Banking Act (1935)

« Back to Glossary Index

A broad-scale restructuring of the Federal Reserve—begun under the Hoover Administration and carried forward by the Roosevelt Administration—culminated in the Banking Act signed by President Roosevelt on August 23, 1935 [1].

The Banking Act of 1935 curtailed the powers and independence of the Federal Reserve district banks and concentrated power in the Federal Reserve Bank board in Washington, DC. It also reorganized leadership positions and titles, gave the Federal Reserve more independence from the executive branch, established a more secure Federal Deposit Insurance Corporation, and cemented earlier reform efforts [2].

The Banking Act of 1935 was largely crafted by Marriner Eccles, chairman of the Federal Reserve from 1935 to 1948, and a man often credited for being Keynesian (i.e., in support of government stimulus in recessions) before Keynesian economics established a foothold in the United States. The act was controversial, sparking a fierce, months-long debate in Congress and elsewhere: “Opposition came from people who feared inflation and worried about the centralization of monetary policy in Washington. Opposition also came from business leaders, bankers, economists, and politicians who doubted the economic theories underlying the controversial provisions of the initial bill and valued ideas embedded in the original Federal Reserve Act [of 1913]…” [3].

The legacy of the Federal Reserve Bank’s re-structuring and the Banking Act of 1935 is debated to this day. Most economists believe that the bank has been better at regulating monetary policy since the 1930s than it was before, but controversy has swirled over such policies as a drastic tightening of credit in 1979 which helped trigger the sharp recession of 1980-81 and the loose financial leash of the 1990s and 2000s which promoted the credit bubbles that ended in the recessions of 2000-01 and 2008-10 [4]. One commentator argues that rather than becoming more independent, the Federal Reserve Board became less so in the long run, with dire effects:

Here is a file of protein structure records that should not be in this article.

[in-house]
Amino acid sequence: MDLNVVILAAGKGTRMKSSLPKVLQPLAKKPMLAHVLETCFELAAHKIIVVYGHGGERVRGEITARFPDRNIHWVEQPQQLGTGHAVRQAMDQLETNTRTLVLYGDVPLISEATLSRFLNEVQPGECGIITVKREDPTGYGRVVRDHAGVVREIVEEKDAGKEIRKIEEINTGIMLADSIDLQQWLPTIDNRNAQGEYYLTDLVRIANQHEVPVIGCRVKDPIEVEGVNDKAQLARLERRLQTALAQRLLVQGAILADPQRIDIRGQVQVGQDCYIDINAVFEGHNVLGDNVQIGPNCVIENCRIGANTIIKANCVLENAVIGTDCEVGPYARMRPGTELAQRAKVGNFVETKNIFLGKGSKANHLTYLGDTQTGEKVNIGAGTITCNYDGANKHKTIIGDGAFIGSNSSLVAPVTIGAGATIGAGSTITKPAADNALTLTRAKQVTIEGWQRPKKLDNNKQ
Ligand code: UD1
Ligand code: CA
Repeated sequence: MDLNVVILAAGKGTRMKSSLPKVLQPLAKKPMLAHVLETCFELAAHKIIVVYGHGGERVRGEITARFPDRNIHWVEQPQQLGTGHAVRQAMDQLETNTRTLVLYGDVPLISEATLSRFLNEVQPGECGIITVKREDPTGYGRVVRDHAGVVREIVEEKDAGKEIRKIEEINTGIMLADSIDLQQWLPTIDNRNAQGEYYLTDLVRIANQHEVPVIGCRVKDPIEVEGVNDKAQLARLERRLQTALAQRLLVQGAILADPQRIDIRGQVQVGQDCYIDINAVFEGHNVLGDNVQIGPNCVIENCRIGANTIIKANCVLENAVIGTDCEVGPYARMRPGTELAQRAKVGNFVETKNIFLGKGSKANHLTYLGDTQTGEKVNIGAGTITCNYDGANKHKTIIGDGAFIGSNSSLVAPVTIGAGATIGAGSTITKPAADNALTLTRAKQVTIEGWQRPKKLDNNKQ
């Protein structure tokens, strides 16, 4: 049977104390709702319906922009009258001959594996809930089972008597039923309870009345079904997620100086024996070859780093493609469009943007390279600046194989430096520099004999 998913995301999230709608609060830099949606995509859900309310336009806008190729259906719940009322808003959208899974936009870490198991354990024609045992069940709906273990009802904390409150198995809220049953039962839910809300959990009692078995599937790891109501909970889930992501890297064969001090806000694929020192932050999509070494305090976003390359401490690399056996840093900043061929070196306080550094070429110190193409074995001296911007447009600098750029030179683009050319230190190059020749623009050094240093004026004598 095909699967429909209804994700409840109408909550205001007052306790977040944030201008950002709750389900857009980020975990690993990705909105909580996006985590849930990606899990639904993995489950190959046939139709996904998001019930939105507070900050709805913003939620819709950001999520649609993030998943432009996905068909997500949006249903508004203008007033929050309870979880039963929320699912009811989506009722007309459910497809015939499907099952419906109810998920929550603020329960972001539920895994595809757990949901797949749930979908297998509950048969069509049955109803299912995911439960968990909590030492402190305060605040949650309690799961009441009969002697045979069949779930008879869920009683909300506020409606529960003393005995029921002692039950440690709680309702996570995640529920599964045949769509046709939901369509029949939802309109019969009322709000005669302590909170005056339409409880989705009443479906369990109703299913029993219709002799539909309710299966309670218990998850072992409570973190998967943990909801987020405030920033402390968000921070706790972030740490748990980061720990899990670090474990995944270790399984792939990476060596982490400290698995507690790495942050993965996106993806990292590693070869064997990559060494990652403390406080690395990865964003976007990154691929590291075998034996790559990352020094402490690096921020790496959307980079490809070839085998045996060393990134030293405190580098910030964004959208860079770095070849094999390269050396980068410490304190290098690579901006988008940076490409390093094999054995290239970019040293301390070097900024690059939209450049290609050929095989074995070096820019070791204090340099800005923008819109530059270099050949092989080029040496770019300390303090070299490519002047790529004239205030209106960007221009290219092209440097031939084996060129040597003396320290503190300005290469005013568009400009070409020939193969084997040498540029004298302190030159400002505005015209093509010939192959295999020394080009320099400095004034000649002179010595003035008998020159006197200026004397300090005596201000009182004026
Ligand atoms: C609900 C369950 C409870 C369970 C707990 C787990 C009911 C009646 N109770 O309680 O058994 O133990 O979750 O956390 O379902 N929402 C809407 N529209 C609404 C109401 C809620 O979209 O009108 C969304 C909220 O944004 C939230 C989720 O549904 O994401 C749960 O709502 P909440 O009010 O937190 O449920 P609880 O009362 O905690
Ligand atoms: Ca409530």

“As long as Eccles was Board chairman, the Roosevelt Administration would have tremendous influence over Federal Reserve policies. The Banking Act made it a stronger Federal Reserve, but, unfortunately, one that could more easily be co-opted by the private banking interests once Eccles was gone…Over the past two decades, evidence has mounted that suggests the Federal Reserve is largely in the hands of powerful private financial institutions and their representatives…This may help explain why the Federal Reserve failed to regulate or supervise the declining lending standards of the biggest banks prior to the 2008 crash. It also helps explain why the Fed under Ben Bernanke appeared to be in no rush to exercise its full authority to lend to business enterprises and infrastructure projects as it did under the enlightened leadership of Marriner Eccles in the 1930s and 40s. Instead, it preferred to confine its largesse to purchasing bonds from its banking and hedge fund clientele” [5].

Sources: (1) “Banking Act of 1935,” Federal Reserve History, http://www.federalreservehistory.org/Events/DetailView/26, accessed May 6, 2015. (2) Ibid. (3) Ibid. (4) Robert Barbera, The Cost of Capitalism: Understanding Market Mayhem and Stabilizing Our Economic Future. New York: McGraw-Hill, 2009. (5) Timothy A. Canova, “The Bottom Up Recovery: A New Deal in Banking and Public Finance,” 2014. In Sheila D. Collins and Gertrude Schaffner Goldberg (Ed.), When Government Helped: Learning from the Successes and Failures of the New Deal, (pp. 64-67), New York: Oxford University Press.

« Back to Glossary Index